Tuesday, 29 June 2010

Art's own currency

The process of creating an artwork is in part agonizing, the exhibiting of artwork thrilling and the dismantling of artwork from an exhibition painfully hard to bear.

A while back my sister Rachel and I were talking about the ‘currency’ of art. Artists invest time, money, energy and thought into creating works in a totally disproportionate amount to the time, money, energy and thought the work seems to generate. My artworks, at this early stage in my career, spend more time in boxes and scattered across the floor and walls of my studio that on view to be seen passing members of public. I’m not disappointed, by any stretch of the imagination, with my progress as an artist over the last two years. Nevertheless, even if I were to secure exhibitions every month, most of my work would still be tucked away in unseen corners of unoccupied spaces.

Yesterday I spent nearly 7 hours on trains and tubes journeying to Worcester and back to collect my artwork from the Worcester City Museum and Gallery. Just days ago the work was hung at eye level, carefully accounted for with a purpose built frame to create depth between the work and the wall and non-heat strip lights wired up to present the work in it’s best light (literally!). In contrast, yesterday the work say rather disappointingly on the floor, propped up against the wall with a dismantled frame next to it, looking out of place as the next show begun to take form around it. This two month show has been my longest exhibition yet but still it inevitably comes to an end and the work gets stowed away again.

To make matters worse, barely having recovered from carrying an old steel window (heavy!) on the train from Worcester to London (Mike met me off the train and got the window the rest of the way to South Ealing, legend)today I had to dismantle my exhibition Of no fixed abode’ from Watford Museum. Timings were never going to be easy. The timetabling at the gallery isn't set up for the large scale installations that I produce (and I'm so glad they didn't let that act as a deterrent to me exhibiting - all in all I found Sophie Ronson and the Museum staff totally and wonderfully accommodating!). My exhibition had to come down at the earliest today and the next show opens on Thursday evening. I assumed that I'd have today to dismantle the exhibition and the new exhibitors would be in on Wed and Thurs setting up...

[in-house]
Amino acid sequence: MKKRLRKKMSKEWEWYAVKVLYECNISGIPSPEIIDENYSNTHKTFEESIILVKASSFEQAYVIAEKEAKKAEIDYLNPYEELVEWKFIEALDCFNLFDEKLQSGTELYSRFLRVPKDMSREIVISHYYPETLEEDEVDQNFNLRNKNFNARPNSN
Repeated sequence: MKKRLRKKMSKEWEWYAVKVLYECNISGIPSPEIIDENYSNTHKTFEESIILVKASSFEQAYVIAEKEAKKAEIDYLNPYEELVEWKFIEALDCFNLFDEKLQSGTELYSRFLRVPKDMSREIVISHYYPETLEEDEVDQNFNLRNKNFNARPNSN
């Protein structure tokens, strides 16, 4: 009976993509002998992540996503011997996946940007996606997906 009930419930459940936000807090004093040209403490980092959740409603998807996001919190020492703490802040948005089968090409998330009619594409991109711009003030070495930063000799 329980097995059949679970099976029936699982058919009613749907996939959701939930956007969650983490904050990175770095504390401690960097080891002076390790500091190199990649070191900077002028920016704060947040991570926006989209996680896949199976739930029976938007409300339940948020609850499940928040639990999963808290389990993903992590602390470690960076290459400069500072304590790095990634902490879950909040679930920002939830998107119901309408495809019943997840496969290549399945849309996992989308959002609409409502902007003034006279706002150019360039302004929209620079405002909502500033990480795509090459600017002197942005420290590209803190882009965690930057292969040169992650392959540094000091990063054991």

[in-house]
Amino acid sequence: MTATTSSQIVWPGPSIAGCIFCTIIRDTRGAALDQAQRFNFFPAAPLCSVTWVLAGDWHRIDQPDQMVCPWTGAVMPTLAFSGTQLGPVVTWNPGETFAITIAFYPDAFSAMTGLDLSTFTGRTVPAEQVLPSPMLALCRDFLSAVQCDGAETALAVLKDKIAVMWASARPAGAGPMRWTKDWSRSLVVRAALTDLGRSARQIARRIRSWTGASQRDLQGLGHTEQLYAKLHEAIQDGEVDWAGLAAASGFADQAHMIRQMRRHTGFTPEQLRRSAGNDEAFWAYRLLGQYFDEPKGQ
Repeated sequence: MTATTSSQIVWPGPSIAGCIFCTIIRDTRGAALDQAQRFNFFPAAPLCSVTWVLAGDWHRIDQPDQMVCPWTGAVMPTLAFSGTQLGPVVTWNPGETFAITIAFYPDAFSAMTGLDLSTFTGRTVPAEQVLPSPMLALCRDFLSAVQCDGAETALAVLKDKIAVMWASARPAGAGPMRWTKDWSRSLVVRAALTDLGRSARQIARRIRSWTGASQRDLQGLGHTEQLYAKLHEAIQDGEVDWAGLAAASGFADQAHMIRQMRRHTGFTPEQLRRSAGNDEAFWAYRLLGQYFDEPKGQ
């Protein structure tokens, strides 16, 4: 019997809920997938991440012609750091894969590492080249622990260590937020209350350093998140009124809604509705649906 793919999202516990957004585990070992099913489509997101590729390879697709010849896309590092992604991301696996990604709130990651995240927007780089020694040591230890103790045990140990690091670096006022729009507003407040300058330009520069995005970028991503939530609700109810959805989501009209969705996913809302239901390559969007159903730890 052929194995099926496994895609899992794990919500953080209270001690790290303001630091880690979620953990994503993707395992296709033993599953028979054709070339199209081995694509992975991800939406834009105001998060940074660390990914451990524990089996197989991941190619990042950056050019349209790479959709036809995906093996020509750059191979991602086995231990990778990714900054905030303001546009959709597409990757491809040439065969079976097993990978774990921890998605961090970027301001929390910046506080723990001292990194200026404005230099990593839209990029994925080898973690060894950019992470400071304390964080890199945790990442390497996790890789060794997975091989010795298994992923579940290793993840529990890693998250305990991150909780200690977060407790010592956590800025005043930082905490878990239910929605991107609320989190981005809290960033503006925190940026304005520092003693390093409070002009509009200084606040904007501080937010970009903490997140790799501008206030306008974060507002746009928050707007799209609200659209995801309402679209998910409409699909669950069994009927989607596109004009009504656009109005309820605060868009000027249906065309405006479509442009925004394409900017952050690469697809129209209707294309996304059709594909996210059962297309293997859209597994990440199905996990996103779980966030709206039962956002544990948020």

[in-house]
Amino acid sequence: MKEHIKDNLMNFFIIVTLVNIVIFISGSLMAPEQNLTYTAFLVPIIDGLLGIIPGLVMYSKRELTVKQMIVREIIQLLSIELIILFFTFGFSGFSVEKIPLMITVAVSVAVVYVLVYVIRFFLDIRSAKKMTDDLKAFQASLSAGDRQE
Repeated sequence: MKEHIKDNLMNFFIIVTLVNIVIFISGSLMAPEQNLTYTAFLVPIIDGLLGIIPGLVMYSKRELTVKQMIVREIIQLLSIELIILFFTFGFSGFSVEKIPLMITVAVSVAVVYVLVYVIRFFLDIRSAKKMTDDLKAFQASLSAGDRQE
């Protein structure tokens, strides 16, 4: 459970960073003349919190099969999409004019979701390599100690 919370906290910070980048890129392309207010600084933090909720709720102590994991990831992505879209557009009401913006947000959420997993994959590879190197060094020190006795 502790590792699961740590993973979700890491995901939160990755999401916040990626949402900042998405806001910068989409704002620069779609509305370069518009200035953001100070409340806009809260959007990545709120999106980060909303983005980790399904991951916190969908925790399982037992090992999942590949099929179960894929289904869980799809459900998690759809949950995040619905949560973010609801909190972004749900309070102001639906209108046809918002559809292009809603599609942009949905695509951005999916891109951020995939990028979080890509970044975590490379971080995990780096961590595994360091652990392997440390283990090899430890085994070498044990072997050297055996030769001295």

But I was wrong. By the time I arrived at 1:30 (having finished work for the morning), the next exhibitors (from a local education institution) were already in installing student’s work around my artwork, even having moved some of my work out of the way. I said hello, but barely got a grunt in return. Perhaps they were unhappy with the inconvenience of working around an artist. Whatever it was, I wasn’t hugely comfortable with the situation.

I feel like I’m usually a fairly gracious person but the new exhibitors didn’t acknowledge my work as anything more than an inconvenience – to my mind, the ultimate disrespect. When one of them asked to start taking my wax bricks off the walls at one point I essentially said no, that it was too fragile and I would do it myself. Kelly (the events officer for Watford Council) and Lindsay (museum staff) were fabulous, however. Kelly I hadn’t met before but I felt instantly like she had an understanding of my objects as artworks and so was comfortable with her helping to dismantle the work which she did with due care and attention to detail. It would have been much sadder for me pulling apart the installation if I hadn’t been so guarded and therefore distracted by the new exhibitors.

In the end I was quite happy to get out of there as fast as possible – as my work came down and theirs went up, the space I’d grown so familiar with over the last month was quickly transformed into an unrecognizable space… and at that point I couldn’t get my work out of there fast enough.

Huge huge thanks go to Sophie Ronson and the Museum staff, however, for all their help, patience, understanding and respect for my work. The process of installing the exhibition, all the exhausting, was positive thanks to their willingness to 'take risks' and accomodate my ideas. I would happily work with them again.

All that was left:

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